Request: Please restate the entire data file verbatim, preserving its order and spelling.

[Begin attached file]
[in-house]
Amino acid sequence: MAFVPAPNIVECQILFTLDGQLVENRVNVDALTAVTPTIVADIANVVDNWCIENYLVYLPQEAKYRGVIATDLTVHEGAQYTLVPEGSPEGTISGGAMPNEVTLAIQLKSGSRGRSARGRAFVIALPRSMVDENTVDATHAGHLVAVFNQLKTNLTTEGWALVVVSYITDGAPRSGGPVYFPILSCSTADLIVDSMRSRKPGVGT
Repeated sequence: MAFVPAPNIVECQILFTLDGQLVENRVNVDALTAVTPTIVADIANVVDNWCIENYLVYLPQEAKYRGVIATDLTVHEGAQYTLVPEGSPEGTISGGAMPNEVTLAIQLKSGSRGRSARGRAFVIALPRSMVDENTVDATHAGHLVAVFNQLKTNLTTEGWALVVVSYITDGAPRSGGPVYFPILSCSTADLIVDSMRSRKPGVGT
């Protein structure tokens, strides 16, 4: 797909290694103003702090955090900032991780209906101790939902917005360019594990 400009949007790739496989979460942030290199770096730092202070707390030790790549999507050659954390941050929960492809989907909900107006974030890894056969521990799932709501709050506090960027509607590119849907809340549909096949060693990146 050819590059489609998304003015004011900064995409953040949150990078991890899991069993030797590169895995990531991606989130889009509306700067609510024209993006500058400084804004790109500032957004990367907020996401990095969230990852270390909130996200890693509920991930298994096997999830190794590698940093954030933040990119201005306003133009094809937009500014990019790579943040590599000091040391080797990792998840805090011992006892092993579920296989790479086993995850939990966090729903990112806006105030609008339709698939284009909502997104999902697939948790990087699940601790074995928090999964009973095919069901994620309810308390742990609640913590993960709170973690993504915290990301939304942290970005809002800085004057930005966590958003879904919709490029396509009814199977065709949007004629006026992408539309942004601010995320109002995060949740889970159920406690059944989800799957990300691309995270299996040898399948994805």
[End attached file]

[in-house]
Amino acid sequence: MAFVPAPNIVECQILFTLDGQLVENRVNVDALTAVTPTIVADIANVVDNWCIENYLVYLPQEAKYRGVIATDLTVHEGAQYTLVPEGSPEGTISGGAMPNEVTLAIQLKSGSRGRSARGRAFVIALPRSMVDENTVDATHAGHLVAVFNQLKTNLTTEGWALVVVSYITDGAPRSGGPVYFPILSCSTADLIVDSMRSRKPGVGT
Repeated sequence: MAFVPAPNIVECQILFTLDGQLVENRVNVDALTAVTPTIVADIANVVDNWCIENYLVYLPQEAKYRGVIATDLTVHEGAQYTLVPEGSPEGTISGGAMPNEVTLAIQLKSGSRGRSARGRAFVIALPRSMVDENTVDATHAGHLVAVFNQLKTNLTTEGWALVVVSYITDGAPRSGGPVYFPILSCSTADLIVDSMRSRKPGVGT
């Protein structure tokens, strides 16, 4: 797909290694103003702090955090900032991780209906101790939902917005360019594990 400009949007790739496989979460942030290199770096730092202070707390030790790549999507050659954390941050929960492809989907909900107006974030890894056969521990799932709501709050506090960027509607590119849907809340549909096949060693990146 050819590059489609998304003015004011900064995409953040949150990078991890899991069993030797590169895995990531991606989130889009509306700067609510024209993006500058400084804004790109500032957004990367907020996401990095969230990852270390909130996200890693509920991930298994096997999830190794590698940093954030933040990119201005306003133009094809937009500014990019790579943040590599000091040391080797990792998840805090011992006892092993579920296989790479086993995850939990966090729903990112806006105030609008339709698939284009909502997104999902697939948790990087699940601790074995928090999964009973095919069901994620309810308390742990609640913590993960709170973690993504915290990301939304942290970005809002800085004057930005966590958003879904919709490029396509009814199977065709949007004629006026992408539309942004601010995320109002995060949740889970159920406690059944989800799957990300691309995270299996040898399948994805």